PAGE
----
This week, as I was cleaning, sorting, and organizing items for Trash and Treasure, I stumbled onto a picture of the Gates. For 2 weeks in 2005, artists Christo and Jeanne-Claude installed 7,503 vinyl orange gates along 23 miles of pathways in Central Park. The gates hung above the heads of people walking below and the wind blew the gates open and shut. The gates did a very poor job in being gates. They were not connected to any fences and anyone could walk past them. I remember walking under them on a cold February day and admiring how their colors brightened the park. But the gates did a miserable job keeping me out.
Today’s reading from the Gospel of John (John 10:1-11) is why the 4th Sunday of Easter is known as Good Shepherd Sunday. Every year we read parts of John 10. Jesus is talking to his disciples and the crowd about an experience they just witnessed. A man born blind was healed. The local civic and religious leaders cannot believed what happened. They exiled the man from his community. Jesus finds him and the man becomes one of Jesus’ disciples. John 10 isn’t separate from John 9 and the power of John 9 isn’t the healing Jesus did. The relationship Jesus proactively offered to a person everyone thought was unworthy of having a relationship with God is the point of the story. The miracle in John 9-10 isn’t the healing; the miracle is who Jesus claims as part of his community.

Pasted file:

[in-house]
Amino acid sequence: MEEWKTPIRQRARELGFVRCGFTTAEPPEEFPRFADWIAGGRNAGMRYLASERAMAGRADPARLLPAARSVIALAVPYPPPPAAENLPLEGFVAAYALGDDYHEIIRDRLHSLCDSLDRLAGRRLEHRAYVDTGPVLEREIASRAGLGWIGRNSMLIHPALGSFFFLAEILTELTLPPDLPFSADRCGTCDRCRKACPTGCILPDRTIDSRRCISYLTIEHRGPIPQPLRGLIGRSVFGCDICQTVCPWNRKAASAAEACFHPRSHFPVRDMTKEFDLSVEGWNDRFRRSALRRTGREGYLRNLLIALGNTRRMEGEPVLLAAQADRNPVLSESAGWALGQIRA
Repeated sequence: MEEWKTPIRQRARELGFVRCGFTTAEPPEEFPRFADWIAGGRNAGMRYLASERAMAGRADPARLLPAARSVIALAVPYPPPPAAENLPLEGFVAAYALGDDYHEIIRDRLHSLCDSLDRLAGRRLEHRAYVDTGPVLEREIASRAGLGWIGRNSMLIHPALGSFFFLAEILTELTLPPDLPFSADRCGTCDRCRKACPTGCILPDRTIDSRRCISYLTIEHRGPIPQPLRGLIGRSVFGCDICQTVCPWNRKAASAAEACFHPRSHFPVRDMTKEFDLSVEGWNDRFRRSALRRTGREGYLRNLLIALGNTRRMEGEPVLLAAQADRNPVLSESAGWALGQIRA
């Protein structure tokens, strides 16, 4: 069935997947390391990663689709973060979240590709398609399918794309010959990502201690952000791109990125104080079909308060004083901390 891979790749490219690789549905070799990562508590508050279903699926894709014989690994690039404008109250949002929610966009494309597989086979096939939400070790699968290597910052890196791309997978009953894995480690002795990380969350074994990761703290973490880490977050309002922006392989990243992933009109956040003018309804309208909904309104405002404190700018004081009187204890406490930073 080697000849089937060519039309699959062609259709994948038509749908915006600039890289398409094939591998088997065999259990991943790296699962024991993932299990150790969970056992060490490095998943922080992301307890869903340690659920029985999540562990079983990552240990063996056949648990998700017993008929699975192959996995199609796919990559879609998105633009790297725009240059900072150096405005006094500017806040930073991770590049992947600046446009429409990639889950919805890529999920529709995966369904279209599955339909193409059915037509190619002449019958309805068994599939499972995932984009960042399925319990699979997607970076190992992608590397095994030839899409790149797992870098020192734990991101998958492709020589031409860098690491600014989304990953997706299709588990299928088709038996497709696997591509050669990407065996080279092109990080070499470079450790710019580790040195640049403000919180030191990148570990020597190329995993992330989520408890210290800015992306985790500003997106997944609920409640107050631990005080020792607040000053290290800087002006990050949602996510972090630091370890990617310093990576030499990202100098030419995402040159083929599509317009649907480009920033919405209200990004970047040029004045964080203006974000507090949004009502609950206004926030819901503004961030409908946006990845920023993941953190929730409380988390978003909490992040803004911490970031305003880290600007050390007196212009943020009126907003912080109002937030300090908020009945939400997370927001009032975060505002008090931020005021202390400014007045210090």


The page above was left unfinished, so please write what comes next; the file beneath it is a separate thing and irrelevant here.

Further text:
One of the images the gospel of John uses is Jesus as a gate. A gate typically implies a fence but Jesus doesn’t focus on that. Instead, the verses today are about what a gate does. A gate keeps sheep safe at night by keeping thieves and predators out. A gate helps feed sheep by letting sheep out during the day. The primary focus of a gate is to keep offering the sheep an abundant life. A gate isn’t a fence. A gate needs to open and close. A gate needs to respond to those it’s responsible for. Jesus is a gate. He isn’t a fence. Jesus promises to be with those who hear his voice. The community around the man born blind built a fence to keep him out because he did not fit their expectations. But Jesus went and found him, giving the man born blind a life full of God’s grace, mercy, and love.
Each week, I write a reflection on one of our scripture readings for the week. This is from Christ Lutheran Church’s Worship Bulletin for 4th Sunday of Easter, 5/07/2017.